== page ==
will help determine whether radio stations are serving the public
interest, as required, and therefore deserve to have their
That isn't in response to the current Clear Channel controversy,
but it ensures that complaints about harm-cyclists programming
will be heard by the right people.
The license of the offending station in Raleigh expires on Dec. 1.
Cyclists there have done a great job mobilizing. You can bet
they won't miss the chance to give the FCC a reason why that
station should be off the air.
Here's an article about the FCC hearings:
Here's a chronology of the episode at Clear Channel station
G105 in Raleigh:
Even if you're not in a town that's suffered Clear Channel's
"hate crime" programming, you might want to express your
feelings about that company to the FCC. Here, courtesy of
RBR subscriber Anthony D., are the key e-mail addresses:
Chairman Michael K. Powell: email@example.com
Commissioner Kathleen Q. Abernathy: firstname.lastname@example.org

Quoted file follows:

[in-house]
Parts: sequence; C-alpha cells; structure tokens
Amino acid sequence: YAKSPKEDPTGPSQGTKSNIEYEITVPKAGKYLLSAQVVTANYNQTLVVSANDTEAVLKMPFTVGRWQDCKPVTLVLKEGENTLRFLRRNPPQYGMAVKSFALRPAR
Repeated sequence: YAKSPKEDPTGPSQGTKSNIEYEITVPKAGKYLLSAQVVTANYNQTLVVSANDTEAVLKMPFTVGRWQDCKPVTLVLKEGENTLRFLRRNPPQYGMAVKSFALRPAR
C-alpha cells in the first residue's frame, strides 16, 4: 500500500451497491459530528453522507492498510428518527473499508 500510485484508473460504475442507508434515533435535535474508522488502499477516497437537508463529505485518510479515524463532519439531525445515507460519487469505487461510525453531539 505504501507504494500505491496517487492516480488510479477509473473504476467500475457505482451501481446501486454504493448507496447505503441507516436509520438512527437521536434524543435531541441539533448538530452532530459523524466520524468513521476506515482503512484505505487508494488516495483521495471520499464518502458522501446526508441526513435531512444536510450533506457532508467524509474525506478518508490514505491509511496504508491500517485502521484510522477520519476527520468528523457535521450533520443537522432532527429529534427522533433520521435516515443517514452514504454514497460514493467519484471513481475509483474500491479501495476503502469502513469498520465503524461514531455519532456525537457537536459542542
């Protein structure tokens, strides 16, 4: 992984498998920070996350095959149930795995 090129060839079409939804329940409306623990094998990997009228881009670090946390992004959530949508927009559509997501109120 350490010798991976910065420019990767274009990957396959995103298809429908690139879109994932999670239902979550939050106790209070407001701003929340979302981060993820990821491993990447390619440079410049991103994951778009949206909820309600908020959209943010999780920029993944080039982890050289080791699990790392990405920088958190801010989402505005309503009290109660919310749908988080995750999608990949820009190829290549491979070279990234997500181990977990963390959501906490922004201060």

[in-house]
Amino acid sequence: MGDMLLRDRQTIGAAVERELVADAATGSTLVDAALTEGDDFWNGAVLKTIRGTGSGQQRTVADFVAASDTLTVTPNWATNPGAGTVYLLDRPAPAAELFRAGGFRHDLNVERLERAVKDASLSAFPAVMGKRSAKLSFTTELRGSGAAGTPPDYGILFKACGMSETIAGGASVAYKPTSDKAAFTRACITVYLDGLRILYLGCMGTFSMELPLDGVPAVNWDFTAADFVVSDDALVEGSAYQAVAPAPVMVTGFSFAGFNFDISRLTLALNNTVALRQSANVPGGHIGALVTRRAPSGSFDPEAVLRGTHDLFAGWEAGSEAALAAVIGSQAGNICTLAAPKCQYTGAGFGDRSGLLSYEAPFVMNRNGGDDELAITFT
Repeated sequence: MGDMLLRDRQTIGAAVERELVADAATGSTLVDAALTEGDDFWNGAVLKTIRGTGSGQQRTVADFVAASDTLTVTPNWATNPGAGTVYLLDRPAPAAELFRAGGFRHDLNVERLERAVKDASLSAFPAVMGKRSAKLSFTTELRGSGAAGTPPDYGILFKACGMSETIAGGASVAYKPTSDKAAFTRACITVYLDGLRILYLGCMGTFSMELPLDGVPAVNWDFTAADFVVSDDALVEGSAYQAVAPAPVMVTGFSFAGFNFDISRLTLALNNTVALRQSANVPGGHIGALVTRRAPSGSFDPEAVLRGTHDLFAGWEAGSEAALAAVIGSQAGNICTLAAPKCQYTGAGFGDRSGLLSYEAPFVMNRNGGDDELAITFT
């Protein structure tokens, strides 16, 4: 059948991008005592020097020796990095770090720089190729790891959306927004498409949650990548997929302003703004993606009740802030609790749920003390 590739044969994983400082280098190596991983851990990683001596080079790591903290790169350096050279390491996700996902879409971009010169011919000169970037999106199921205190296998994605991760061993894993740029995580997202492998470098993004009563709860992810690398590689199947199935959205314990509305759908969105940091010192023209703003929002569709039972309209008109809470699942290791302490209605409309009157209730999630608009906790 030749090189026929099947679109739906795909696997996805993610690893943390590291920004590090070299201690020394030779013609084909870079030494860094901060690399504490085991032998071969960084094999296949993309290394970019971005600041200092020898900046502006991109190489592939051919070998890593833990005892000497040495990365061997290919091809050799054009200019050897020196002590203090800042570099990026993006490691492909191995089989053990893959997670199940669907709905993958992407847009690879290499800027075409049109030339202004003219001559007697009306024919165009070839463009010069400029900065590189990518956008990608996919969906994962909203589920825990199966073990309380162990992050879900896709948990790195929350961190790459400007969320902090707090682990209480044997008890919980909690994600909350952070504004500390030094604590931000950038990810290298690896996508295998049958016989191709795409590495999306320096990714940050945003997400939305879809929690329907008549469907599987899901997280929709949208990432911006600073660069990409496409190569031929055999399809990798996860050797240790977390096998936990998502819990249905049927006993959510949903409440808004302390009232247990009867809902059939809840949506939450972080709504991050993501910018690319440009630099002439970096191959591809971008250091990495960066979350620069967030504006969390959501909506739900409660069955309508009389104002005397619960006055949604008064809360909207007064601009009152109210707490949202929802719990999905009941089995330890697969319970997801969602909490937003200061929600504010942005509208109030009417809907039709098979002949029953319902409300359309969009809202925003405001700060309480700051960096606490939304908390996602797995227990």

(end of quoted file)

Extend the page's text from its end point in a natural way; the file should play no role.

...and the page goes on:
Commissioner Michael J. Copps: email@example.com
Commissioner Kevin J. Martin: firstname.lastname@example.org
Commissioner Jonathan S. Adelstein: email@example.com
Anthony cautions: "Letters that contain inappropriate
language or threats will likely backfire, suggesting to the
commissioners that cyclists are just fruitcakes who deserve
no more consideration than the broadcasters who incite
motorists to attack them."
Lots of roadies who've written to RBR have posed this
If a driver injures or kills a cyclist after encouragement
by Clear Channel's shock jocks, is Clear Channel culpable
or protected by freedom of speech?
Attorney Bob Mionske addresses this question in his "Legally